Winter injury of rhododendron is a common problem. It is due to a combination of moisture, stress and cold temperatures. It is more common in winters when the weather is warm. The plants lose water through the leaves when the air is warm or there is high wind. The plant is not able to replace lost water because the soil water is frozen. Many rhododendron species protect themselves by turning their leaves downward and rolling them parallel to the midvein when it is extremely cold. This protects them by decreasing the area exposed to the sun, which keeps the leaves from warming up and losing water.
Newly planted young plants are more susceptible to winter injury, as they may not have been completely acclimated, dormant, or cold-tolerant before transplanting. Any roots injured during planting will not have had a chance to regenerate before the cold temperatures occurred. Also, if the potting soil used is more porous than the natural soil, it will dry out faster. If the plant is root bound at the time of transplanting, the roots will have a difficult time growing away from the root ball.
The most common symptom of winter injury is bud kill. From the outside, the buds look normal, but if the buds are cut open, they are brown or black inside. Leaf scorch is another common and much more noticeable symptom. The leaves have brown areas, usually either along edges, or a single area that covers the entire tip end of the leaf. It can affect the whole leaf. Often, fungi will grow in the dead parts of the leaf.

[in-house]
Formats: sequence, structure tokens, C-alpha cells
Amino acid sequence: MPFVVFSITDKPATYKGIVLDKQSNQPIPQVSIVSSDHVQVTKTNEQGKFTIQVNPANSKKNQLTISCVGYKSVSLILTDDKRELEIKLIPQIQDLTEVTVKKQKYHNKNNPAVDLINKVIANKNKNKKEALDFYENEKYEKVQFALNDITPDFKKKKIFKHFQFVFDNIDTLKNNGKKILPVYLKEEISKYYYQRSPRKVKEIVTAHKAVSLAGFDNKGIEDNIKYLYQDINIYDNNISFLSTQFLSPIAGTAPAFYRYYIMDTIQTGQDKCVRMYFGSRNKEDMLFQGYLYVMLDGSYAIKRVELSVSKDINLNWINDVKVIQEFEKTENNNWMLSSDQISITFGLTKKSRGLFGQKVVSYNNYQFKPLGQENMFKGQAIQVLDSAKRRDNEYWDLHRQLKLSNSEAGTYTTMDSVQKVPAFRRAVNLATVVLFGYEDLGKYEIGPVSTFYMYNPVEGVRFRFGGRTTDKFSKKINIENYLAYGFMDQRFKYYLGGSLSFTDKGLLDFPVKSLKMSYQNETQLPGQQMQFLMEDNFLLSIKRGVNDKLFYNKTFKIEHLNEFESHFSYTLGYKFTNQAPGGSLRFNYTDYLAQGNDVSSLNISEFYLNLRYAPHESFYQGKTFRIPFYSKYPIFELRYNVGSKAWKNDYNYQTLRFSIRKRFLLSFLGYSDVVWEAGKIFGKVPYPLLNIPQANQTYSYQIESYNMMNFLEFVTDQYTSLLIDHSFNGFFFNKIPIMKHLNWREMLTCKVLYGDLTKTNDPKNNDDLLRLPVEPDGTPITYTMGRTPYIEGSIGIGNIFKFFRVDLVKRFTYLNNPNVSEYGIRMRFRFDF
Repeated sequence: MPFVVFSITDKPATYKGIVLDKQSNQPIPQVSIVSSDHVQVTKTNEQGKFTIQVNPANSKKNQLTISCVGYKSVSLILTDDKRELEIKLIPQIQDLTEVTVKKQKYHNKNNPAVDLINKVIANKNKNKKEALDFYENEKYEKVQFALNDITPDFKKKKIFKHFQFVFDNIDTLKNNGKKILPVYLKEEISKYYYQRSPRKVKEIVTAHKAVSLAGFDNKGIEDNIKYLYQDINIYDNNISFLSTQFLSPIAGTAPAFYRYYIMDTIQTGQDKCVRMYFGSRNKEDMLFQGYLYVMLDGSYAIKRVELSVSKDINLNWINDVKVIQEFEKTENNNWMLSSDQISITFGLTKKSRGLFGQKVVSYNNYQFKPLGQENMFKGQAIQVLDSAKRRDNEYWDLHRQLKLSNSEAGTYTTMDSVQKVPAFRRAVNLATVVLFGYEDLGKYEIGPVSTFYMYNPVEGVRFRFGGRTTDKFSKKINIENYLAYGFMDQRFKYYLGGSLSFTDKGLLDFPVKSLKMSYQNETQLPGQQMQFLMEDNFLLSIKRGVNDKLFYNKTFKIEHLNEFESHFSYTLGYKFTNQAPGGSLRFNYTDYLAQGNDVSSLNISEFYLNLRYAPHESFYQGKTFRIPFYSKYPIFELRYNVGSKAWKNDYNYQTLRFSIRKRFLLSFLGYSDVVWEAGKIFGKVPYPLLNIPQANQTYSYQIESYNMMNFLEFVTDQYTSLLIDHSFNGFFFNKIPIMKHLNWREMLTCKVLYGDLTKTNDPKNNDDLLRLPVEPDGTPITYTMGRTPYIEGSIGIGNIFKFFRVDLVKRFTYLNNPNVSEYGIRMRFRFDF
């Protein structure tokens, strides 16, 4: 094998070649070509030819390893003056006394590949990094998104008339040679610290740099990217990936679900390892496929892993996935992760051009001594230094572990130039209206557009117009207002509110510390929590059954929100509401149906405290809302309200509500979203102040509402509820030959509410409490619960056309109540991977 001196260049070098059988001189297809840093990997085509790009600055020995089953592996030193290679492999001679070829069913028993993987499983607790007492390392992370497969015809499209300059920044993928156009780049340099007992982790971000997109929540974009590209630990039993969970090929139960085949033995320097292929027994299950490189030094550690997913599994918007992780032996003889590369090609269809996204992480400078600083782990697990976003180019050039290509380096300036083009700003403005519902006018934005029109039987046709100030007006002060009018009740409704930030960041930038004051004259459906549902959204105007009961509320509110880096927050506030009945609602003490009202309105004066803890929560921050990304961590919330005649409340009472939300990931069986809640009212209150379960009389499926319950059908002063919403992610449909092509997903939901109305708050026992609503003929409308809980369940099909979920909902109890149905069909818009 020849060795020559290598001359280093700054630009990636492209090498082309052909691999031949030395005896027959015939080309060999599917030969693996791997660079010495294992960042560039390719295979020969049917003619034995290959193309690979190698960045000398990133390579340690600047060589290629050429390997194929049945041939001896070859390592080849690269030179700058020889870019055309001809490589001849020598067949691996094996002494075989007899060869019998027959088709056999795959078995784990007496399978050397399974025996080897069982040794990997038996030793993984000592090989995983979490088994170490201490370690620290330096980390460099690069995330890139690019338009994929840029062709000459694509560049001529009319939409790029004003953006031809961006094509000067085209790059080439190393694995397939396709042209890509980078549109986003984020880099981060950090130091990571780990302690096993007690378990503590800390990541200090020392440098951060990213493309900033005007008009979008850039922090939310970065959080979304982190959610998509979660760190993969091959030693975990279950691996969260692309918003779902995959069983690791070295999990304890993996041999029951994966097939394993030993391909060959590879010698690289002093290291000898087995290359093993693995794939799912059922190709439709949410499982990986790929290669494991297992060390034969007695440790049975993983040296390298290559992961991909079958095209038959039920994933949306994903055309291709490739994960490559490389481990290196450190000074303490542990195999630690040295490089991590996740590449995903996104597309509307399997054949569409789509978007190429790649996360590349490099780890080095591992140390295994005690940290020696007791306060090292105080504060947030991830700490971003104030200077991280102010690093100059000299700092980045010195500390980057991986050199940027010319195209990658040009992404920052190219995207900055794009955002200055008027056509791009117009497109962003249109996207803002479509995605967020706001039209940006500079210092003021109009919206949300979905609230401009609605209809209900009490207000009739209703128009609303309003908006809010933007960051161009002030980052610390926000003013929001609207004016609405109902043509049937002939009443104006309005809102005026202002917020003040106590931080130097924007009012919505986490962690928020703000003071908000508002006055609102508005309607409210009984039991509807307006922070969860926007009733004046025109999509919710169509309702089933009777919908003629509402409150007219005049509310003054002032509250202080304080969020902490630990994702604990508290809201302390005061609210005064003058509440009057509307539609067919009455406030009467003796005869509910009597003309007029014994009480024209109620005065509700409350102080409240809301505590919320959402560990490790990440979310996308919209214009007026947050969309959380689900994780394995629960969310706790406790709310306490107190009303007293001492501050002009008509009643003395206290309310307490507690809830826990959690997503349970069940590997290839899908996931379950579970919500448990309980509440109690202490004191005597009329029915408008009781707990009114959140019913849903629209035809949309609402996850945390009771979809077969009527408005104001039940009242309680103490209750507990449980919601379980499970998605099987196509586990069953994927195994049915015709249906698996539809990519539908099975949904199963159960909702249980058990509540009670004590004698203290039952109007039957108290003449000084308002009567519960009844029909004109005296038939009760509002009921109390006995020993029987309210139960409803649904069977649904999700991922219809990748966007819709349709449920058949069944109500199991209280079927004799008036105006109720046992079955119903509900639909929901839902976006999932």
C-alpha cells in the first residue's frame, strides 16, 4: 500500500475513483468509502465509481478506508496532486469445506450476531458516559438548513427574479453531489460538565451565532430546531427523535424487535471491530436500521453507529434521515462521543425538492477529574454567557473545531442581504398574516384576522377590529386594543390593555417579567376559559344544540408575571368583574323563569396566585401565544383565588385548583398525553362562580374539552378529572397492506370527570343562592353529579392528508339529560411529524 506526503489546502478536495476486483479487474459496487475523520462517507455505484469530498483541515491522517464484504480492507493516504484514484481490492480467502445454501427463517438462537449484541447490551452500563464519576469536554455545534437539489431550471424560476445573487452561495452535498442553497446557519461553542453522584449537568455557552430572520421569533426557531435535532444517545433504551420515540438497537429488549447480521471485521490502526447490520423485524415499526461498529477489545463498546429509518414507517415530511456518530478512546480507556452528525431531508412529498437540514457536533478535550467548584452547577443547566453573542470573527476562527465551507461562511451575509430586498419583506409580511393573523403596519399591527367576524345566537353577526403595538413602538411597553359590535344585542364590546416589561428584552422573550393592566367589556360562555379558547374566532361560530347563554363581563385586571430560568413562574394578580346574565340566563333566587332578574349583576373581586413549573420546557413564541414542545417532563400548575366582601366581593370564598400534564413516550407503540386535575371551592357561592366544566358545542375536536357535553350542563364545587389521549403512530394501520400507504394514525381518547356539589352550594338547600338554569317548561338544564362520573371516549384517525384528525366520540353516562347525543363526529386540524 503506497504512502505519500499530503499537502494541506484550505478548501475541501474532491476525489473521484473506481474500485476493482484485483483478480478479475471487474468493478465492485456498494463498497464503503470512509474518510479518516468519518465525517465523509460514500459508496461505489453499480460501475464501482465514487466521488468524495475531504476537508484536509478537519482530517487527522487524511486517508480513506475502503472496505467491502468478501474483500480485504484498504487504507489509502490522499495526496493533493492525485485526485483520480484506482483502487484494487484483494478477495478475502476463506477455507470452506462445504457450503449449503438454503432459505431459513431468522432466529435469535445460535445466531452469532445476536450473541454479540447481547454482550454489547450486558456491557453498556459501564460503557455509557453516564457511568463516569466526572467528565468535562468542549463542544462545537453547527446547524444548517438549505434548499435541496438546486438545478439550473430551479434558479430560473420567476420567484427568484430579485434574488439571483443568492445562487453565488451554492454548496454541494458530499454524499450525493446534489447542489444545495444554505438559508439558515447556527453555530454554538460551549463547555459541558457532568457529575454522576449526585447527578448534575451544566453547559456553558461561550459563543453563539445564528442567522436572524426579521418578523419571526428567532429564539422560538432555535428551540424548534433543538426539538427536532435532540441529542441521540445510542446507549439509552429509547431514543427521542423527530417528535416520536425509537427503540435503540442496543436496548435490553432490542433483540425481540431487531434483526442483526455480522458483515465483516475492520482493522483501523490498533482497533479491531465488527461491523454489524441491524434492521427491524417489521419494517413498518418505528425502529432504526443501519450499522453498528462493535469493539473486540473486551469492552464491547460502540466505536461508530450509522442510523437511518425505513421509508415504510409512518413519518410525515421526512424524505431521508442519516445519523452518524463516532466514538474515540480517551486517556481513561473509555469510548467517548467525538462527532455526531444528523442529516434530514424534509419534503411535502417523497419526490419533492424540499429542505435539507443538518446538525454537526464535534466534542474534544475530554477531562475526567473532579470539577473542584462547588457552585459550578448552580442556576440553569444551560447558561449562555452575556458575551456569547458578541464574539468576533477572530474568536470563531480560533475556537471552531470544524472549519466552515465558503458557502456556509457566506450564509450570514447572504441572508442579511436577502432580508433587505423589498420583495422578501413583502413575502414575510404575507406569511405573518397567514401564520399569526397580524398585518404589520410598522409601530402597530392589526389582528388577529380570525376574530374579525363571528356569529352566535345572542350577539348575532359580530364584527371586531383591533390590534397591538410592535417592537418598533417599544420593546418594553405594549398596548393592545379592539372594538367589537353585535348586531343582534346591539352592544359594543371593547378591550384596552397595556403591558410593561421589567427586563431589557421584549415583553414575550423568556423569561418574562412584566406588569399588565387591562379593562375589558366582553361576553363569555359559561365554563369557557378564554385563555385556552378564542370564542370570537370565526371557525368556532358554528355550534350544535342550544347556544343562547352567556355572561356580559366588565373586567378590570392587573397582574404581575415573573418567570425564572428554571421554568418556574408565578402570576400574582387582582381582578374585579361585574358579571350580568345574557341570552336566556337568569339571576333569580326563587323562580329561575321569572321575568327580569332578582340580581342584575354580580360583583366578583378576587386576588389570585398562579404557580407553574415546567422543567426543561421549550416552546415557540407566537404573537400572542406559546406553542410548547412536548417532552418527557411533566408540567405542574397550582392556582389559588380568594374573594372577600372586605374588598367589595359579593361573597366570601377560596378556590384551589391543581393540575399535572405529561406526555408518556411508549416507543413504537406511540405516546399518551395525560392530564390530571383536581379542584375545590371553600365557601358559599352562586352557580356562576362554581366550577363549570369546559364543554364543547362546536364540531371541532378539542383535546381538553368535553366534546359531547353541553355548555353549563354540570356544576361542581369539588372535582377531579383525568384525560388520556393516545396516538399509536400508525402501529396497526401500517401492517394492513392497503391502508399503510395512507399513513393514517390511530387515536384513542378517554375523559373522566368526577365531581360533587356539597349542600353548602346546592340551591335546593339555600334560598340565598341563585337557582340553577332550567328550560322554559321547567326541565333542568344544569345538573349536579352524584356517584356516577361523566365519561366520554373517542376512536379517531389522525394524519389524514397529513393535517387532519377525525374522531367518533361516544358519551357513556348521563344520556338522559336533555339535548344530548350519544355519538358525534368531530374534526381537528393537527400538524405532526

In years with a mild winter that is followed by cold snap in early spring, the plant is not completely dormant. In this case, bark splitting can occur. If this is severe, it can partially or completely girdle the plant. If this happens, the affected branch or branches wilt and die in the following season. This injury also predisposes the plants to attack by fungi, such as Botrytis cinerea or Botryosphaeria dothidea.
Container grown plants should not be pot-bound at the time of planting. Plant only in acidic (pH 5.0-5.5) soil. Do not fertilize later than June, as excessive growth later in the season encourages the plant to delay dormancy. Water during summer and fall dry periods to keep the plant healthy. Plant in loose, well-drained soil to encourage root regeneration after any planting injury. It is important to select varieties adapted to the area. Many hybrids are from crosses between tropical and semi-tropical species and are not as cold tolerant as other species.
Shear, G.M. Winter Injury. 1986. in Compendium of Rhododendron and Azalea Diseases. pp. 45-46. D. L. Coyier and M. K. Roane, eds. APS Press, St. Paul, MN.
Sinclair, W. A., H. H. Lyon, W. T. Johnson. 1987. Diseases of Trees and Shrubs. Comstock Publishing Associates, Ithaca, New York.
By Pamela S. Mercure, IPM Program Assistant, University of Connecticut, 1998
Reviewed by: Mary Concklin, IPM. 2011
This information was developed for conditions in the Northeast. Use in other geographical areas may be inappropriate.
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